Excerpt from my new book on The Lord’s Prayer

Chapter 1: Running

During my second semester of my first year at the University of Houston, I began to run away from all the things I had learned about how to be a good Christian. I stopped attending church. I stopped hanging out with my overtly Christian friends. I stopped reading my Bible. And probably worst of all, I stopped praying and talking to God…well almost, but not completely. I found a way to barely hang on to my relationship with him – if only by a slim cord. 

 

There were three distinct reasons why I wandered off. First, I had experienced what to many would have been a positive life changing power encounter with God over the Christmas break.  It was so real, so powerful and so God that I became very frightened. Most Christians might have acted in an opposite manner, but I was afraid. I couldn’t bring myself to actually accept the fact that the God in the Bible – who performed tangible miracles, signs, wonders and supernatural acts, would actually do the same with contemporary Christians. And that he would do so particularly with me was mind blowing. But he had, and it was big and bold, and it scared me half to death. I just wanted to run.

The second thing that happened involved a young woman who had become a close friend of mine and lived in the same dorms on campus. One day she approached me and tearfully shared that she had been sexually harassed by an older man whom I knew. And to make matters even worse, he happened to be a campus minister with a prominent mainstream denomination. She asked me to go with her to report this incident to the higher-ups in the denomination and I agreed to do so.  Unfortunately, it was like talking to a brick wall. There was demonstrable suspicion regarding her claim and no investigation was forthcoming. As a result of this very disappointing experience, I decided that I didn’t really trust organized religion – and it likewise made me want to run.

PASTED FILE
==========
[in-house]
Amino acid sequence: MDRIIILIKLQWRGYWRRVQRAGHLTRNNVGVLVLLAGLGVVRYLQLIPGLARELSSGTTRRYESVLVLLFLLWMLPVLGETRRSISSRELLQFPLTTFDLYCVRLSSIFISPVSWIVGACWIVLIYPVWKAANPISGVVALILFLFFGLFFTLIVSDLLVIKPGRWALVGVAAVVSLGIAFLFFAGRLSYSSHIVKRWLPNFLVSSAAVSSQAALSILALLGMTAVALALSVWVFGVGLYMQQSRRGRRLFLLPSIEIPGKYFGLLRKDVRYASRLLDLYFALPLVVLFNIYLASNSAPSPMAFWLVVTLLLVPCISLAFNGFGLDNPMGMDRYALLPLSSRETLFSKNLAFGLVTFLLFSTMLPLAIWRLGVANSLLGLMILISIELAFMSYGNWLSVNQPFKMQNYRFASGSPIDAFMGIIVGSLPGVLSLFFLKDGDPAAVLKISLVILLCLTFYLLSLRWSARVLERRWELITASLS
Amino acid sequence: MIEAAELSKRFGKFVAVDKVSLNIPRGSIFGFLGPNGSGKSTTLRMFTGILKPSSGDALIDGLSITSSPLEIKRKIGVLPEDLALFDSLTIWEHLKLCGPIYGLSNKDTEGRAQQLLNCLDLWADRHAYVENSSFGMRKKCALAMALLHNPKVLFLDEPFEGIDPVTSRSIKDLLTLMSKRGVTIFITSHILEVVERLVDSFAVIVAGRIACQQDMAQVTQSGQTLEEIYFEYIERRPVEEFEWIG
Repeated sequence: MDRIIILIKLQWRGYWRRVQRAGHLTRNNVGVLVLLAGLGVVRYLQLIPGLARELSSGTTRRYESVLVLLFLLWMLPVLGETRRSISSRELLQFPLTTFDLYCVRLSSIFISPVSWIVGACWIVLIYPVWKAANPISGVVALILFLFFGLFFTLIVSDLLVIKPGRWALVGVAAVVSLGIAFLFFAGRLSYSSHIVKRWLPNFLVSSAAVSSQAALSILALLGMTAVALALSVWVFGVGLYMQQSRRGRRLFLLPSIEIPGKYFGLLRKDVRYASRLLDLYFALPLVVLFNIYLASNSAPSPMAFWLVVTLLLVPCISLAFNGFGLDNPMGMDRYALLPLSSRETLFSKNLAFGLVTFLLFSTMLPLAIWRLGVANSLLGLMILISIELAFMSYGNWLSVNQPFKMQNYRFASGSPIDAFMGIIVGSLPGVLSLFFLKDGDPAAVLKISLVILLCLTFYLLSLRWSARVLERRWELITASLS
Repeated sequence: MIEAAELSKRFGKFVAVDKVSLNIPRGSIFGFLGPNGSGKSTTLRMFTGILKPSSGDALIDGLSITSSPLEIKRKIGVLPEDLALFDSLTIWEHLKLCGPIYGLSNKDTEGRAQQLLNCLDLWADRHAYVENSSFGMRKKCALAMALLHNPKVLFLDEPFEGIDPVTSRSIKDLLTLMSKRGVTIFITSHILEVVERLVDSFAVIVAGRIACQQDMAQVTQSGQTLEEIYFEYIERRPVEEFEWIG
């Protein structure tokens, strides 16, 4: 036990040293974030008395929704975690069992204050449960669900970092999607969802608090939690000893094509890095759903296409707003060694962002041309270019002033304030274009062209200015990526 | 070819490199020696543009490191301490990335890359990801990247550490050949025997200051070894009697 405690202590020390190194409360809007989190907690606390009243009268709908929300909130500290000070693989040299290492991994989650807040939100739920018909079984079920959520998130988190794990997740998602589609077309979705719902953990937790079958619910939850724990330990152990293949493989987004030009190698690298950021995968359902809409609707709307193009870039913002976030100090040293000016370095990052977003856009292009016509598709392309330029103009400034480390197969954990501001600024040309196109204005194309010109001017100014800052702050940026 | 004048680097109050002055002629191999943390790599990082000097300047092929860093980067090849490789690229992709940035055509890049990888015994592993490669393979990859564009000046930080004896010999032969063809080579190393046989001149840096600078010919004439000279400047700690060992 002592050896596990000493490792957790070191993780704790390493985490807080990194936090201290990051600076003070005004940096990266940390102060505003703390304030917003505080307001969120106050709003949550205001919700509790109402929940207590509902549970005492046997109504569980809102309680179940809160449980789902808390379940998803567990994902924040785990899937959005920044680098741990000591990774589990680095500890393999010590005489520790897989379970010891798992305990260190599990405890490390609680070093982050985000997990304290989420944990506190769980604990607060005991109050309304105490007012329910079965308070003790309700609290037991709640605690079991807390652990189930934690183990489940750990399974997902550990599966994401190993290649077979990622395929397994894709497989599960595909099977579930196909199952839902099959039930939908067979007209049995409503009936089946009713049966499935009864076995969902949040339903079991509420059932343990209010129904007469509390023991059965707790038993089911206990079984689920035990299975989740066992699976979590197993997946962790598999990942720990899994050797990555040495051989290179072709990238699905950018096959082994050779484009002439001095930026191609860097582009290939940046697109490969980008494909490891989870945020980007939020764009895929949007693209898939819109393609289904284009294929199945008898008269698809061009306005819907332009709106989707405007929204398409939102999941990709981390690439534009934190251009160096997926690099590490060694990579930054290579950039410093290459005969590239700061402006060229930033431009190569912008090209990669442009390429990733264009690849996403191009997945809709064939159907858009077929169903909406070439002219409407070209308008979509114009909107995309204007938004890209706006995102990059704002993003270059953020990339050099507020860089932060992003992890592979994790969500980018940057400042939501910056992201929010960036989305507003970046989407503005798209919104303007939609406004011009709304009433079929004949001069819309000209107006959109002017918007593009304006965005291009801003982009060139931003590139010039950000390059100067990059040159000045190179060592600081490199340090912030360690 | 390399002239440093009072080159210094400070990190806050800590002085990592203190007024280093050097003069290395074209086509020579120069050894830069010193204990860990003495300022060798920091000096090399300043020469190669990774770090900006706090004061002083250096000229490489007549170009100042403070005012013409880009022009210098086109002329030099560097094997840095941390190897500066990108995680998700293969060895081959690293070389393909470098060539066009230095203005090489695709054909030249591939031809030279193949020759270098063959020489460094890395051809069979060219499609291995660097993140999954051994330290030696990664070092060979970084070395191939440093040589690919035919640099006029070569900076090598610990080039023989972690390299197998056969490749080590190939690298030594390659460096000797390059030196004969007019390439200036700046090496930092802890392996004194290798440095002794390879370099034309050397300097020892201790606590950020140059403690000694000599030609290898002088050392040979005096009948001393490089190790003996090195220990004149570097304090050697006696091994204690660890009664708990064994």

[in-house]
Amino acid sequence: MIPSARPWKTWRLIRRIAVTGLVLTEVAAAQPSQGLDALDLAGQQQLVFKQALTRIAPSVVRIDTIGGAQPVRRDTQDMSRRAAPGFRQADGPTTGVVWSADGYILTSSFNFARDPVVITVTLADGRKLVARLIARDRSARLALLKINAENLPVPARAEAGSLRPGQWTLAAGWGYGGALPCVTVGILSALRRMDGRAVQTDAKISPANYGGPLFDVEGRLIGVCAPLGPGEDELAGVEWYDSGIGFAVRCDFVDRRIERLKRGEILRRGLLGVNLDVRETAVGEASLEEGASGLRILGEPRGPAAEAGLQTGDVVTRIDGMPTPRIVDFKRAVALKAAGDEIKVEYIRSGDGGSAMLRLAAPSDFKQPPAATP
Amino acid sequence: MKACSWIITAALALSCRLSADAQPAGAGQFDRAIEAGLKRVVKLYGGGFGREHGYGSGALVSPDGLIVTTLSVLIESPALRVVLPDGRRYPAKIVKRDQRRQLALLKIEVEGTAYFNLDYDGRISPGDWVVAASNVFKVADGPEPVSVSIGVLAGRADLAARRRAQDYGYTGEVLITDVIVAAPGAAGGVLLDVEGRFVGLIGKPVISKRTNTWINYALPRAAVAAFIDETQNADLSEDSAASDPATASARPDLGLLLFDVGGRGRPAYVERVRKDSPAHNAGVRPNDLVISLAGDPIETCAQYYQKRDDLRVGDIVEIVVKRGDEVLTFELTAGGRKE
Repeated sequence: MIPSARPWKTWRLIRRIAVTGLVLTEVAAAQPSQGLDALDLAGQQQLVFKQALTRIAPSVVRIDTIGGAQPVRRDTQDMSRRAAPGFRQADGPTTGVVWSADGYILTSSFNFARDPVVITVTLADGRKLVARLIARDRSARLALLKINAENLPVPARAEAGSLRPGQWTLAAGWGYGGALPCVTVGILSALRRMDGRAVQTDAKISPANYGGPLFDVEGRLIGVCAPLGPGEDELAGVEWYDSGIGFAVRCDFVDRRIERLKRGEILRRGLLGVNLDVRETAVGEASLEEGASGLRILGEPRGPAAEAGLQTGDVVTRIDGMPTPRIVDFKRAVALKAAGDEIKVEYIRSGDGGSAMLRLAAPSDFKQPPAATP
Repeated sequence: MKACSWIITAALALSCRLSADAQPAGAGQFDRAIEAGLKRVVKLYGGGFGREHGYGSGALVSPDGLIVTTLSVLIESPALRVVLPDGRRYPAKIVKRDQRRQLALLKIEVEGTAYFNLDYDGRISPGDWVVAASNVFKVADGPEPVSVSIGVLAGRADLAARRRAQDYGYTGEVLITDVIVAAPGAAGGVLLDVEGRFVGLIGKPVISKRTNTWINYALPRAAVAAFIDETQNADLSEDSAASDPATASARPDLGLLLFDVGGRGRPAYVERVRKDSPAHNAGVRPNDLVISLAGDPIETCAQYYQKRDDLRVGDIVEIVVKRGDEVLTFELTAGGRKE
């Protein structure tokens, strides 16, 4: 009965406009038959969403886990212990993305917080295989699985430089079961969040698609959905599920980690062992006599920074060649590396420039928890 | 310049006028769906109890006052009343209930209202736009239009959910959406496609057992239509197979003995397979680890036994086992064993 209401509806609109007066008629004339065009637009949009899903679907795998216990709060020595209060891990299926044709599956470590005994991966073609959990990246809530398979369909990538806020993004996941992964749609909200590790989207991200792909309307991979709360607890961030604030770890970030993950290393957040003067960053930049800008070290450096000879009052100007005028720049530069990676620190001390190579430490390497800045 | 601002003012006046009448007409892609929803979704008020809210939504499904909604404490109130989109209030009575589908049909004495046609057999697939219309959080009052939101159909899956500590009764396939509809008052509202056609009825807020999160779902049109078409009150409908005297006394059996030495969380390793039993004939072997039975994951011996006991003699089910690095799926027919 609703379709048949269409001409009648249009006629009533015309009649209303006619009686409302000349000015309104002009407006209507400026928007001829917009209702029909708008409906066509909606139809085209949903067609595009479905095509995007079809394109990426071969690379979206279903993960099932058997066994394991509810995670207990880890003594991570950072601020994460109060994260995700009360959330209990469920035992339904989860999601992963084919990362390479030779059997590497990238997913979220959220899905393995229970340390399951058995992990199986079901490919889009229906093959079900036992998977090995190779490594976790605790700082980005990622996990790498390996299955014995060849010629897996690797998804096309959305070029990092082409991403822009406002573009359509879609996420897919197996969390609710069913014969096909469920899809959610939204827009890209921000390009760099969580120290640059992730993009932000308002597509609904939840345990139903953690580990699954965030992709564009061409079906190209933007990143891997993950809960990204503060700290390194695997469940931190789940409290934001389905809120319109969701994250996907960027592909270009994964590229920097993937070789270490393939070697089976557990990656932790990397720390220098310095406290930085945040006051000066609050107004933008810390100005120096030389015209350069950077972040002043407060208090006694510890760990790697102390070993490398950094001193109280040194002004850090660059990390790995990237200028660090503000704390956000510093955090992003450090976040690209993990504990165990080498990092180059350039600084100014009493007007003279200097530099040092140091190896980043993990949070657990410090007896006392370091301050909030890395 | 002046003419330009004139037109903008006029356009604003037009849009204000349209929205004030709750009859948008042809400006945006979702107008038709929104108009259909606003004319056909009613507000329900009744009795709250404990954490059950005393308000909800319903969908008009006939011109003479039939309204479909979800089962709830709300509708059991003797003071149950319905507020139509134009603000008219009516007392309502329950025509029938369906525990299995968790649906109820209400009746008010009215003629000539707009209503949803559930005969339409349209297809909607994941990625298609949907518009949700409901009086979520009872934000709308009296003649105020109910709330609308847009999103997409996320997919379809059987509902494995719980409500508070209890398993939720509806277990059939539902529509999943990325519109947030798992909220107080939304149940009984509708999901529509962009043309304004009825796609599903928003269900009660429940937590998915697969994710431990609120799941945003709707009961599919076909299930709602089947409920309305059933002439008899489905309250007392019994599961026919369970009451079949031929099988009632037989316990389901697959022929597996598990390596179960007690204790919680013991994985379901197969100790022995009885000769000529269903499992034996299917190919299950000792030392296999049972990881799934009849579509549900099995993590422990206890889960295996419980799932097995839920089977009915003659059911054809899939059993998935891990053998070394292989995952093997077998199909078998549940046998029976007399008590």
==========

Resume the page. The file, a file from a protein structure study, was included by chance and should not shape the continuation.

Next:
The third reason related to the fact that I was a young man in my first year at a University and I wanted to party. I wanted to join a social fraternity; drink a lot; meet fun and beautiful women and engage in all ofthe trappings of that lifestyle. So, I ran there, while aggressively dusting off the remnants of my Christian life and feeling somewhat justified by the first two reasons.

 

All of this is true. I aggressively ran away from God and into a rather worldly lifestyle. However, I did hang on to him by that slim cord I mentioned. The slim cord was The Lord’s Prayer. On the other end of the cord was God, who would eventually use it to pull me back into the fold. But until that happened, I spent years usually ending the day in my own bed; sometimes very drunk but almost always reciting the Lord’s Prayer under by breath. It became my only connection with a former life and a Heavenly Father who very much loved me. 

 

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